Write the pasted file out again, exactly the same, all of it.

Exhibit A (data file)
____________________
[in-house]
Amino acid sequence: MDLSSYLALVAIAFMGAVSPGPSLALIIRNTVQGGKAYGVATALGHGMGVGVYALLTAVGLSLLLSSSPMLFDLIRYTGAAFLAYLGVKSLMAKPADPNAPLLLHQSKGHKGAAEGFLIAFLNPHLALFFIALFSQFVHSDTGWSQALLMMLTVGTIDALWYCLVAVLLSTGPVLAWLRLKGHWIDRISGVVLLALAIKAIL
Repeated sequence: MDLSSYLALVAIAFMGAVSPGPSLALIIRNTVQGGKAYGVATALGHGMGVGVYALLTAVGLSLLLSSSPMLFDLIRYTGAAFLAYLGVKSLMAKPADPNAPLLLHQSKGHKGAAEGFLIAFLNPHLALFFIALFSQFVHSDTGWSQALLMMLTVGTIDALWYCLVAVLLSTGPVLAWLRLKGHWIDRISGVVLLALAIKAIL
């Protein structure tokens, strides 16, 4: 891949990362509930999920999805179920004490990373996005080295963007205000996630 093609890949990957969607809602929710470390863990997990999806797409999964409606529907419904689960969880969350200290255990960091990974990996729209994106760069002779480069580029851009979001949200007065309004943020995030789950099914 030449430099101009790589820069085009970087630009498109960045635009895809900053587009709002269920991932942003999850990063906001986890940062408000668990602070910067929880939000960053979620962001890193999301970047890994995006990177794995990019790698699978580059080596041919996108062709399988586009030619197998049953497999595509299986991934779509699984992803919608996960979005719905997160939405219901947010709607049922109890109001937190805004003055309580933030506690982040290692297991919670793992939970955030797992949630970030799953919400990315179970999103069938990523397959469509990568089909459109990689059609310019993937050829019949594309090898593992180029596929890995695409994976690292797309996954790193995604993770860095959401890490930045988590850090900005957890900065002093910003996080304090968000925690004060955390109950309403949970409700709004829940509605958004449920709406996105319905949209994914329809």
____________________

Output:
[in-house]
Amino acid sequence: MDLSSYLALVAIAFMGAVSPGPSLALIIRNTVQGGKAYGVATALGHGMGVGVYALLTAVGLSLLLSSSPMLFDLIRYTGAAFLAYLGVKSLMAKPADPNAPLLLHQSKGHKGAAEGFLIAFLNPHLALFFIALFSQFVHSDTGWSQALLMMLTVGTIDALWYCLVAVLLSTGPVLAWLRLKGHWIDRISGVVLLALAIKAIL
Repeated sequence: MDLSSYLALVAIAFMGAVSPGPSLALIIRNTVQGGKAYGVATALGHGMGVGVYALLTAVGLSLLLSSSPMLFDLIRYTGAAFLAYLGVKSLMAKPADPNAPLLLHQSKGHKGAAEGFLIAFLNPHLALFFIALFSQFVHSDTGWSQALLMMLTVGTIDALWYCLVAVLLSTGPVLAWLRLKGHWIDRISGVVLLALAIKAIL
């Protein structure tokens, strides 16, 4: 891949990362509930999920999805179920004490990373996005080295963007205000996630 093609890949990957969607809602929710470390863990997990999806797409999964409606529907419904689960969880969350200290255990960091990974990996729209994106760069002779480069580029851009979001949200007065309004943020995030789950099914 030449430099101009790589820069085009970087630009498109960045635009895809900053587009709002269920991932942003999850990063906001986890940062408000668990602070910067929880939000960053979620962001890193999301970047890994995006990177794995990019790698699978580059080596041919996108062709399988586009030619197998049953497999595509299986991934779509699984992803919608996960979005719905997160939405219901947010709607049922109890109001937190805004003055309580933030506690982040290692297991919670793992939970955030797992949630970030799953919400990315179970999103069938990523397959469509990568089909459109990689059609310019993937050829019949594309090898593992180029596929890995695409994976690292797309996954790193995604993770860095959401890490930045988590850090900005957890900065002093910003996080304090968000925690004060955390109950309403949970409700709004829940509605958004449920709406996105319905949209994914329809």